In a way, getting on a new horse is like going on a blind date. You may know some facts ABOUT your date, but you don’t really KNOW your date. You’re winging it.
You’ve decided you like what you’ve seen so far and what you’ve learned about this horse. Now you want to see how it feels. Will we connect? Will we like each other? Can I even get it to go forward or in a straight line? Can I get both leads in the canter? These are not always simple questions when you meet a horse for the first time.
A few considerations for the test ride:
1) VIDEOTAPE YOUR RIDE. A friend (or trainer) can videotape you – or in a pinch – the seller can do it. I’ve found this tremendously helpful.
Buying a horse is a BIG decision and during a test ride so much information is coming at you that it feels overwhelming. Video helps you process it later.
Being able to see for yourself how the ride went (via video) helps you process the visit and ask follow up questions or decide if you want to go further with this horse. There have been a number of times I’ve caught things on video that have convinced me pass on this horse – some subtle lameness, a reminder that this horse really was a lot of work to ride, or just the sense that we didn’t look happy together. Similarly, there have been a couple of horses over the years where the ride video clinched the deal! I liked the horse, and in reviewing the video could see that the horse and I were really good together – we just fit and were harmonious. A picture is worth a thousand words. In the absence of video, at least take some conformation snapshots and short video clips with your cell phone.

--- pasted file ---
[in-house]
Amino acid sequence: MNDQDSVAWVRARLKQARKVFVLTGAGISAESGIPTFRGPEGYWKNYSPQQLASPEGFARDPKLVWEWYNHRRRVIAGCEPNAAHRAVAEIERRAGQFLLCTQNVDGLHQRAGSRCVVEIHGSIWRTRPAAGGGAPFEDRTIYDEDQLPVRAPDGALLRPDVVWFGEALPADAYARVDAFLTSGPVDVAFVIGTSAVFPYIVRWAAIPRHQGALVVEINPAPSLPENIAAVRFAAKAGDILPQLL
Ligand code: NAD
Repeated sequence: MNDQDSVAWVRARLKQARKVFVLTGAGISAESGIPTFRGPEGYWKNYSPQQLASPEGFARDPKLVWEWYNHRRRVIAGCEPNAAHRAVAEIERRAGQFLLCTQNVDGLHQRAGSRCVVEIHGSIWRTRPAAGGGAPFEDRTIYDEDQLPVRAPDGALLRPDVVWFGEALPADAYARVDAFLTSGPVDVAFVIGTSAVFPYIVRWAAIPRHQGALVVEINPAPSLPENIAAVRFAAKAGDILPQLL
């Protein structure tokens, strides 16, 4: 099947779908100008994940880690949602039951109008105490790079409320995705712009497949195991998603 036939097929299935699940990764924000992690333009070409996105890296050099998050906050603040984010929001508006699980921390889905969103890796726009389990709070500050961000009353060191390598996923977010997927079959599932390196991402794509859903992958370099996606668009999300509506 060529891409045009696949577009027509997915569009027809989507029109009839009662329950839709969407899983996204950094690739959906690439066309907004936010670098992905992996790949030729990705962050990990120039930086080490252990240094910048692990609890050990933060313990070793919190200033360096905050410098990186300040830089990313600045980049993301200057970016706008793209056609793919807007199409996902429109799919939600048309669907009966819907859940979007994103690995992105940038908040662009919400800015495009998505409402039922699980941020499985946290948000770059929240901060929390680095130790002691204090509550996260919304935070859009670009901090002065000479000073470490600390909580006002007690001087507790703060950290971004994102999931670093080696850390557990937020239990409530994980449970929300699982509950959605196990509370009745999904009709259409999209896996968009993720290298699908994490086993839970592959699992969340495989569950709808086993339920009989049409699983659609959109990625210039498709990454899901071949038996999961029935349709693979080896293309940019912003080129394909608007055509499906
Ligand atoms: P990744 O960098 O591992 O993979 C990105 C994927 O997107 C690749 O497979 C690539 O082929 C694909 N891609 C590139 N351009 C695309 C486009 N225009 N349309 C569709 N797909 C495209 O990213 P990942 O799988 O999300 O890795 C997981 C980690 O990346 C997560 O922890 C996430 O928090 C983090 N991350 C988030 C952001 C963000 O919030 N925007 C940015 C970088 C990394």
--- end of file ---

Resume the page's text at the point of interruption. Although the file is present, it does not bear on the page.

2) THE SELLER RIDES FIRST. Always have the seller ride the horse first unless you are a professional rider. For safety reasons, it’s wise to let the seller be the first one on the horse (just in case) – and you may decide after seeing that horse go around the ring for a few minutes, that you really don’t want to ride it after all! If your gut is saying NO for some reason, just listen to it. Ride the horse you feel excited to ride and let the other ones go. Life is too short to take the risk – or it will be, if you take unnecessary risks. You may feel a little nervous about riding this new horse, but you should feel that the horse is essentially safe and trustworthy for you or don’t get on it. The seller should warm up the horse and demonstrate its basic training and suitability, but not wear it out. Make sure they don’t ride it so long that it has nothing left for you. Feel free to speak up and say, “I’m ready to try her now.” Sometimes they’re just riding and riding and riding…waiting for you to say something.
3) THE TEST RIDE. It’s fine to ask the seller to give you some pointers on riding the horse, if you feel you need them. If your trainer is with you, then she may coach you. Otherwise, depending on your experience, you may be on your own. I usually walk the horse around on a light rein and get the feel of her first. Do a few walk/halt transitions, circles, etc., then move on to the other gaits and more advanced work, depending on the level of this horse’s training. Test rides can be as short as 5 minutes or as long as 20 minutes or more, depending on how much I like it. If I don’t like it: it’s a short ride. Even if I like the horse, it doesn’t take a long ride to take it through some of its training, and hopefully I will be able to come back and have a second test ride. Don’t ride the horse a long time if you don’t like it – that’s unfair to the horse and to the seller. There’s nothing wrong with trotting twice around the ring and knowing “that’s enough, this horse isn’t right for me” and saying so.